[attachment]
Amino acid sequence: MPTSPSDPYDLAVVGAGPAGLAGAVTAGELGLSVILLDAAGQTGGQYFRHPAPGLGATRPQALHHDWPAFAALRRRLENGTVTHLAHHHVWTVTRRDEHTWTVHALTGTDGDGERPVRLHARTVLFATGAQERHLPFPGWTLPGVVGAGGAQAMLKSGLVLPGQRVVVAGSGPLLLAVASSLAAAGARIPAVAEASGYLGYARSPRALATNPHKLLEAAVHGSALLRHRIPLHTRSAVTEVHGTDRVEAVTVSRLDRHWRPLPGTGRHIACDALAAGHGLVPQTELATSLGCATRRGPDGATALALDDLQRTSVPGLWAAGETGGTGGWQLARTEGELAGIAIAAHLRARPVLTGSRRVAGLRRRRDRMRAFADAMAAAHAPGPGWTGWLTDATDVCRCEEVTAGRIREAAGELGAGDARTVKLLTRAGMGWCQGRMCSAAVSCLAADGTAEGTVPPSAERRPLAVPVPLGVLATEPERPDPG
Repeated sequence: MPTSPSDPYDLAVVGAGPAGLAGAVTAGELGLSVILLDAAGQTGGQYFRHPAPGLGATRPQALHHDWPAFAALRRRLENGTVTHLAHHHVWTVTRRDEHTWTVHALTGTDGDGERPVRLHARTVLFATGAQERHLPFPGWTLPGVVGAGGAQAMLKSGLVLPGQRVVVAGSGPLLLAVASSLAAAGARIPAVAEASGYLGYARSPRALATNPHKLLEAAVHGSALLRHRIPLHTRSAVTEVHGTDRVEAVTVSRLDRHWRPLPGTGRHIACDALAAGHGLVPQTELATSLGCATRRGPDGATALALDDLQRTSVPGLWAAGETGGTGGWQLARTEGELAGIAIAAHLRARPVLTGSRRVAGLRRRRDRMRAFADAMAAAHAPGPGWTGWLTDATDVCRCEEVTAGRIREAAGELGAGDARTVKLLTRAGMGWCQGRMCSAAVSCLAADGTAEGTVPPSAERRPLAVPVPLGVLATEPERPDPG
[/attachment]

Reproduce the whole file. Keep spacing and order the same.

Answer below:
Amino acid sequence: MPTSPSDPYDLAVVGAGPAGLAGAVTAGELGLSVILLDAAGQTGGQYFRHPAPGLGATRPQALHHDWPAFAALRRRLENGTVTHLAHHHVWTVTRRDEHTWTVHALTGTDGDGERPVRLHARTVLFATGAQERHLPFPGWTLPGVVGAGGAQAMLKSGLVLPGQRVVVAGSGPLLLAVASSLAAAGARIPAVAEASGYLGYARSPRALATNPHKLLEAAVHGSALLRHRIPLHTRSAVTEVHGTDRVEAVTVSRLDRHWRPLPGTGRHIACDALAAGHGLVPQTELATSLGCATRRGPDGATALALDDLQRTSVPGLWAAGETGGTGGWQLARTEGELAGIAIAAHLRARPVLTGSRRVAGLRRRRDRMRAFADAMAAAHAPGPGWTGWLTDATDVCRCEEVTAGRIREAAGELGAGDARTVKLLTRAGMGWCQGRMCSAAVSCLAADGTAEGTVPPSAERRPLAVPVPLGVLATEPERPDPG
Repeated sequence: MPTSPSDPYDLAVVGAGPAGLAGAVTAGELGLSVILLDAAGQTGGQYFRHPAPGLGATRPQALHHDWPAFAALRRRLENGTVTHLAHHHVWTVTRRDEHTWTVHALTGTDGDGERPVRLHARTVLFATGAQERHLPFPGWTLPGVVGAGGAQAMLKSGLVLPGQRVVVAGSGPLLLAVASSLAAAGARIPAVAEASGYLGYARSPRALATNPHKLLEAAVHGSALLRHRIPLHTRSAVTEVHGTDRVEAVTVSRLDRHWRPLPGTGRHIACDALAAGHGLVPQTELATSLGCATRRGPDGATALALDDLQRTSVPGLWAAGETGGTGGWQLARTEGELAGIAIAAHLRARPVLTGSRRVAGLRRRRDRMRAFADAMAAAHAPGPGWTGWLTDATDVCRCEEVTAGRIREAAGELGAGDARTVKLLTRAGMGWCQGRMCSAAVSCLAADGTAEGTVPPSAERRPLAVPVPLGVLATEPERPDPG